Another potential problem associated with active resistors is the structural imbalance or asymmetry, measured by the differences of electrical properties perceived from either end of an active resistor as referenced to the other. As a consequence, the resistance generated from an active resistor is dependent on the polarity of voltage across it; in other words, applying the same potential difference across the active resistor but with opposite polarity produces different resistances. At small signal levels (e.g. comparable to the thermal voltage in CMOS circuits), the said imbalance can lead to inherent biasing offset; as the signal levels increase, the said imbalance can further lead to noticeable signal-dependent output shift and even early clippings at one of the power rails. This may be a primary limiting factor to the dynamic range performance in low-voltage circuits.

The structural imbalance can be related to the parasitic imperfections of the active devices. For instance, any junction leakage current occurring at the boundary of the structure (i.e. the interface between the active resistor structure and the bulk material) in the order of sub pA or larger may effectively establish references to external potentials. While not exerting any effect at low impedance nodes, it may considerably bias the high impedance nodes and in turn relate the circuit properties of interest (e.g. the equivalent resistance) to the external states of the structure (e.g. the average potential of the active resistor with respect to the bulk material). Therefore, it is preferable to source and process the leakage sensitive terminal “Vbulk306 such that high impedance termination is avoided.

The embodiments of the present invention seek to provide a general approach to the design of fully balanced active resistors with tunable low-distortion resistance. The inventors have identified some factors which may assist in reducing parasitic influences, listed as follows: 1) Ensuring topological and geometrical symmetry across the structure; 2) Sourcing the controlling terminal “vctrl308 and the parasitic terminal “vbulk306 solely from the local low-impedance nodes of the active resistor 300; 3) Reconditioning the impedance across the structure boundary to avoid direct interface of local high-impedance nodes with external bulk material; 4) Through adaptively biasing the “vctrl308 terminal, keeping the resistance controlling factors (e.g. the overdrives of active components 242, 244, 246, 248 in FIG. 2) decoupled from external states (e.g. the voltage swing exerted at either end of the active load 302, 304) across the operation range of interest.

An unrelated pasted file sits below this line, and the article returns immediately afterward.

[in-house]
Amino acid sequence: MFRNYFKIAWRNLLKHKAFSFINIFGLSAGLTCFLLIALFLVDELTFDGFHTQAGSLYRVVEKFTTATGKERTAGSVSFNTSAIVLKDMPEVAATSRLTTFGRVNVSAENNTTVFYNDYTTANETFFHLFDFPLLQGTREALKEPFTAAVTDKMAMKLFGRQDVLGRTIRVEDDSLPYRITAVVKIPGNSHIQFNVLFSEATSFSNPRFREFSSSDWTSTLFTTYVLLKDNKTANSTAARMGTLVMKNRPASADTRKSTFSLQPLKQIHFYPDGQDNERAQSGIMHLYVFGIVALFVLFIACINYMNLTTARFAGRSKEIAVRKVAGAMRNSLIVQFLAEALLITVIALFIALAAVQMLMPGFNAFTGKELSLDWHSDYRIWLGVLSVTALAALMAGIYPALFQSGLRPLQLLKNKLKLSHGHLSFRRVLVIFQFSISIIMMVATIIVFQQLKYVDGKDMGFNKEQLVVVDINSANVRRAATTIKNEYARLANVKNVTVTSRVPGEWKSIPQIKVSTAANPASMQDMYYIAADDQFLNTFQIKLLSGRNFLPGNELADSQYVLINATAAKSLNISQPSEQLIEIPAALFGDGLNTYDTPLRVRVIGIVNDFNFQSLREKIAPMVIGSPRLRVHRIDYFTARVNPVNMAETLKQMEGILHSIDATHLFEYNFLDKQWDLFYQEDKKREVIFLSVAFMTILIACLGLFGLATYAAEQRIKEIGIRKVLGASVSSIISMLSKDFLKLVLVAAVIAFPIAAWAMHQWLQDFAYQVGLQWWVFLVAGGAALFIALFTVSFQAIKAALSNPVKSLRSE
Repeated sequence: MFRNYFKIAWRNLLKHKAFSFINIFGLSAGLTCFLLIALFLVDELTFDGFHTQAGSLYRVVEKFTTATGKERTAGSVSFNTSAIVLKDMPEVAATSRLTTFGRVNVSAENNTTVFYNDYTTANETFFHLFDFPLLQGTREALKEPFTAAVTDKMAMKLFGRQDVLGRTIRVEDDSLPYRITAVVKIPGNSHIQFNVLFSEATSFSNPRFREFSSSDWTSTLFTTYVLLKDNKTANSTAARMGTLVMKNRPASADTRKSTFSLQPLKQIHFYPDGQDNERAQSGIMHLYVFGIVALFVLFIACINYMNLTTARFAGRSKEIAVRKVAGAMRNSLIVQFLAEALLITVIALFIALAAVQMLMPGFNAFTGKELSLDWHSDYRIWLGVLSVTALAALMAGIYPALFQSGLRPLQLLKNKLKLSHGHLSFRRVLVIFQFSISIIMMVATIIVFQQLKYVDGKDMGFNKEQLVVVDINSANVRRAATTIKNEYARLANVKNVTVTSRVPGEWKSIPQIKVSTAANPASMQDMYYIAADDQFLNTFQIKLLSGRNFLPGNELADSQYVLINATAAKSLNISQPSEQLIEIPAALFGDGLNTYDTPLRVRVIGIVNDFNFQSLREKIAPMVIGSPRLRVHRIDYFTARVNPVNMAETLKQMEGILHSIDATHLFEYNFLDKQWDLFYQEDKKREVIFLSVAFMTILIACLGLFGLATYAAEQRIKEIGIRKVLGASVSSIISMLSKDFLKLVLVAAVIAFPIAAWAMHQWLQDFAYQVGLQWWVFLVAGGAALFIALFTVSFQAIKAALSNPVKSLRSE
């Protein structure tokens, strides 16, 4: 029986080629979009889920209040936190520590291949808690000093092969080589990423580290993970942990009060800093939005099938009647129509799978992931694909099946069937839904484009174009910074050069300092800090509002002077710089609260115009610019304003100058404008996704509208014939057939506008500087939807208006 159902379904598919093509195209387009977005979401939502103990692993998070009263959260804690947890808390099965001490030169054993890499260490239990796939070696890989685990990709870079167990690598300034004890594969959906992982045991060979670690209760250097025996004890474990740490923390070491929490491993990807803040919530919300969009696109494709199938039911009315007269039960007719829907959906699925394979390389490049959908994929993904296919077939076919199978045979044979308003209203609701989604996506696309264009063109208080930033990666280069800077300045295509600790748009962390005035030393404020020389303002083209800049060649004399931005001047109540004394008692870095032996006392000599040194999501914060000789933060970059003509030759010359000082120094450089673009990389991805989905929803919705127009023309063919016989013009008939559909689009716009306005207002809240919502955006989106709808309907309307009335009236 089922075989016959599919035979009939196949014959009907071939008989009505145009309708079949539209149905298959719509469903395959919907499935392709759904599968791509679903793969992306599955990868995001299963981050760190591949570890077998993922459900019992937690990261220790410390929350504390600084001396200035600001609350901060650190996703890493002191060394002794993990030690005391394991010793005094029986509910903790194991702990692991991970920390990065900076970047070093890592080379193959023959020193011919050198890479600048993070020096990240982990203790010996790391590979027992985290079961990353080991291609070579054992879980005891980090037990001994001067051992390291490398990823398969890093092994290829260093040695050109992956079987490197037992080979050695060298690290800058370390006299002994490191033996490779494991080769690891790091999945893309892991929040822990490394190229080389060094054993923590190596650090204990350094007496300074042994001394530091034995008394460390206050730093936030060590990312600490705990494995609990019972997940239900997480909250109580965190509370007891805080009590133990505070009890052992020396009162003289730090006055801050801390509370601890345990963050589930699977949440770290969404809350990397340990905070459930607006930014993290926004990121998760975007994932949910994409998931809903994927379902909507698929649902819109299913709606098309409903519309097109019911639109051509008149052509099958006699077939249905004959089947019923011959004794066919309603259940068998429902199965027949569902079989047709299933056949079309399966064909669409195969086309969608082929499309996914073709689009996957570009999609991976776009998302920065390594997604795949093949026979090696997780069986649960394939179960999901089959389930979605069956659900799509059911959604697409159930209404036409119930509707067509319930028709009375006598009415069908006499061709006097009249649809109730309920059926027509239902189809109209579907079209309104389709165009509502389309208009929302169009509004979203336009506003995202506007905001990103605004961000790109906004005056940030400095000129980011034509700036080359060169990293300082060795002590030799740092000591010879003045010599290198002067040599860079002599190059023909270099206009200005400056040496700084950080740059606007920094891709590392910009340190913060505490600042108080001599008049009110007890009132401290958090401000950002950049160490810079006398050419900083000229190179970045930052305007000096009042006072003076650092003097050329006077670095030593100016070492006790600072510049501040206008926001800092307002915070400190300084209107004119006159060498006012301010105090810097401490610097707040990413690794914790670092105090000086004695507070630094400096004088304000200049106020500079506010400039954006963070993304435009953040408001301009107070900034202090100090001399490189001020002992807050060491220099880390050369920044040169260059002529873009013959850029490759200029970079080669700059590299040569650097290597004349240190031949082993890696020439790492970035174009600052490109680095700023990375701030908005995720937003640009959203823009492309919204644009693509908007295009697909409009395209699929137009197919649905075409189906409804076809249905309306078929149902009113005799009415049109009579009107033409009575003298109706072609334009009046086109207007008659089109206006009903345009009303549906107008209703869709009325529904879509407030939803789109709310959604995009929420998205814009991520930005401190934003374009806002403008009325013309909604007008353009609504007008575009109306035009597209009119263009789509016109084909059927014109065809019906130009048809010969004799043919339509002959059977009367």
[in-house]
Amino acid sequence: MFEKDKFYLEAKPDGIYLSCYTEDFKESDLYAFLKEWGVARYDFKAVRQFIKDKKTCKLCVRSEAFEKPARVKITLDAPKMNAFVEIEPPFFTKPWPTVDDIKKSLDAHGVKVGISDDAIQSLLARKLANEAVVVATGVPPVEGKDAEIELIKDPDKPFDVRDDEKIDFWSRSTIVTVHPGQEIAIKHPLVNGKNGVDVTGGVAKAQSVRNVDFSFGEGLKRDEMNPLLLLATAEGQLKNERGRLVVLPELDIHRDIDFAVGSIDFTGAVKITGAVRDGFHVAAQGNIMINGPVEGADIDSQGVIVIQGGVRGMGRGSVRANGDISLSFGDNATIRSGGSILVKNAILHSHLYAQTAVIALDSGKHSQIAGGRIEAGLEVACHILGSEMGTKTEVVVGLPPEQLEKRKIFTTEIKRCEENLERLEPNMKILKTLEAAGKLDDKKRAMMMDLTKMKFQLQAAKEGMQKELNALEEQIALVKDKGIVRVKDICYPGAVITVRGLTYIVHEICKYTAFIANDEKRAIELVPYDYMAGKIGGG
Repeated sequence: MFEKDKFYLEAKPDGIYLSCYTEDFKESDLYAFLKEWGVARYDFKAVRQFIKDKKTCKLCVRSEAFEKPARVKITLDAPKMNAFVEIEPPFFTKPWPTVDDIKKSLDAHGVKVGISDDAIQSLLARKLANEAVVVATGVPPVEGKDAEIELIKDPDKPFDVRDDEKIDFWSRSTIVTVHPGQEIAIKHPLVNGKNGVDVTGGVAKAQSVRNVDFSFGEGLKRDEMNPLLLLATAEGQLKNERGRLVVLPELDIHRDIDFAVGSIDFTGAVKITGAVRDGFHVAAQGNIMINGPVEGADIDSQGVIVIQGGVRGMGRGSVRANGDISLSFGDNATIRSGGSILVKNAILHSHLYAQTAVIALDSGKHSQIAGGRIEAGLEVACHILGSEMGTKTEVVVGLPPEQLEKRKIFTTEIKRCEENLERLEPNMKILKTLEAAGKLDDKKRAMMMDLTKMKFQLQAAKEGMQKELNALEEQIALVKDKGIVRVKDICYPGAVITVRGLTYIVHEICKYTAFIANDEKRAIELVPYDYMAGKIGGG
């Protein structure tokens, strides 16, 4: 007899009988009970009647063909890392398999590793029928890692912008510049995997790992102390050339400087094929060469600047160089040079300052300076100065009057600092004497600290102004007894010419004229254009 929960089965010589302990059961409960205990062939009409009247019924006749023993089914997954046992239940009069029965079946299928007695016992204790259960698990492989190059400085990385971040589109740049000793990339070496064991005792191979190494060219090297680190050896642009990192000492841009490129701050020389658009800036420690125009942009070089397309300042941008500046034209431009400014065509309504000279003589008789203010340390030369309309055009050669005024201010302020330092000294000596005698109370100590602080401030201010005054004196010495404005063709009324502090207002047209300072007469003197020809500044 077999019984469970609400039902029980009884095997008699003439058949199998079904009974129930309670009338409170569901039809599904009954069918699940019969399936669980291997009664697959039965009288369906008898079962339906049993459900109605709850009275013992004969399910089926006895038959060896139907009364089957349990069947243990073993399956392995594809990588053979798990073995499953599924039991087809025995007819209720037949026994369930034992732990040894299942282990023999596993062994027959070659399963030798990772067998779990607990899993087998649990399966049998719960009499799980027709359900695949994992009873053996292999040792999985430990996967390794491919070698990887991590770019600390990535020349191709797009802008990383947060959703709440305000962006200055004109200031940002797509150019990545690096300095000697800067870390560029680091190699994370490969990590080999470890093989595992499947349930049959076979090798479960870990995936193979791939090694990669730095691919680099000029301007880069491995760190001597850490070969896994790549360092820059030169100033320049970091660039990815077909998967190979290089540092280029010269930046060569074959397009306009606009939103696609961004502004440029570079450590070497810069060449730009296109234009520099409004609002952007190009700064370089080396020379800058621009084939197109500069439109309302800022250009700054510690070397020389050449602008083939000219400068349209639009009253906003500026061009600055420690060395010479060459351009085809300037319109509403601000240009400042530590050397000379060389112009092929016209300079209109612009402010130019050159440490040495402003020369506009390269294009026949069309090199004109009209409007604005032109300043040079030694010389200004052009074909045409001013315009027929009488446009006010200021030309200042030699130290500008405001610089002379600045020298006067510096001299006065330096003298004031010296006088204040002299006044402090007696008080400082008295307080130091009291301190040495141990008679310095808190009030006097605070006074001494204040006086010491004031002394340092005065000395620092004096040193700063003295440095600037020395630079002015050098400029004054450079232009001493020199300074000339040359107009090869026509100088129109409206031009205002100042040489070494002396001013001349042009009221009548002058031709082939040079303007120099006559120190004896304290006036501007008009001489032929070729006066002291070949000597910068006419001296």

FIG. 3b shows a schematic diagram of a tunable active resistor structure 320 that produces balanced resistance with low distortion in an example embodiment. Two PMOS transistors 342 and 344 form the load and their gates are cross-coupled to the two end terminals “va322a and “vb324a with the aid of two tunable resistance controllers 332, 334. The body terminals 352, 354 are tapped locally and sourced from the nearest end terminals.

NMOS transistors are not preferred as there are no deep n-well options in many CMOS processes, and the NMOS body in this case would normally be linked to fixed external sources (ground or Vss), rendering the produced active resistance inherently sensitive to external signal states and parasitic leakages. The cross-coupled configuration that facilitates the resistance control and the localized symmetrical biasing of the transistor bodies are useful in reaching structural balance, details of which are provided later.

When applied to the circuit in FIG. 2, the embodied active resistors 212, 214, 216, 218 (312, 314 in FIG. 3) serve two roles. The primary role is to regulate the operating points of the first-stage amplifier 200a. More specifically, in static conditions with only DC biasing, the said active resistors 212, 214, 216, 218 force both the input and output nodes of the OTA “gm1202 to be at Vref with negligible offset; while in dynamic conditions when AC signals are fed into the amplifier, the said active resistors 212, 214, 216, 218 hold the DC biasing levels with minimal signal-dependent shift, in spite of the large voltage swings they may be subjected to. One challenge of using active resistors 212, 214, 216, 218 in such a configuration can be the prolonged settling time. This challenge, however, may be addressed in, the embodiments of the present invention, as a lower resistance option (hence a smaller time constant) can be activated temporarily whenever the circuit 200a undergoes a serious biasing disturbance (e.g. during power up). Once the correct biasing points are attained or restored, the active resistors 212, 214, 216, 218 are adjusted back to their normal values.